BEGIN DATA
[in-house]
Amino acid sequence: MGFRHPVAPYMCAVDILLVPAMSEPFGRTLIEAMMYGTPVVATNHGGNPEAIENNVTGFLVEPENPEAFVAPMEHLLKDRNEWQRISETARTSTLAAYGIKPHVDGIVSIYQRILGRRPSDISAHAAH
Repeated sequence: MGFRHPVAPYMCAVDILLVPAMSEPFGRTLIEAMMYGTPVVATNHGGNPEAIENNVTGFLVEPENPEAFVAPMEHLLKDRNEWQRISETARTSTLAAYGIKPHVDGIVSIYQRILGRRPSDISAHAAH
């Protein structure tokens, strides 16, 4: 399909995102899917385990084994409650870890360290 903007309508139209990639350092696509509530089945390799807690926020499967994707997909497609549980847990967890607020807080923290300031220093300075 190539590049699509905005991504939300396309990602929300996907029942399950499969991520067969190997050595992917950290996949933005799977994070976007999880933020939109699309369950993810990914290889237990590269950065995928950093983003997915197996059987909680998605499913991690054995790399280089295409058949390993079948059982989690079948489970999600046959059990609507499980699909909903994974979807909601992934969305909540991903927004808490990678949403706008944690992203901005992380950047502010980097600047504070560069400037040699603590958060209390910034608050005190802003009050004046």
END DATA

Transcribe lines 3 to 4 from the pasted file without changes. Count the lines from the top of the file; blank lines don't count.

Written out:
Repeated sequence: MGFRHPVAPYMCAVDILLVPAMSEPFGRTLIEAMMYGTPVVATNHGGNPEAIENNVTGFLVEPENPEAFVAPMEHLLKDRNEWQRISETARTSTLAAYGIKPHVDGIVSIYQRILGRRPSDISAHAAH
């Protein structure tokens, strides 16, 4: 399909995102899917385990084994409650870890360290 903007309508139209990639350092696509509530089945390799807690926020499967994707997909497609549980847990967890607020807080923290300031220093300075 190539590049699509905005991504939300396309990602929300996907029942399950499969991520067969190997050595992917950290996949933005799977994070976007999880933020939109699309369950993810990914290889237990590269950065995928950093983003997915197996059987909680998605499913991690054995790399280089295409058949390993079948059982989690079948489970999600046959059990609507499980699909909903994974979807909601992934969305909540991903927004808490990678949403706008944690992203901005992380950047502010980097600047504070560069400037040699603590958060209390910034608050005190802003009050004046």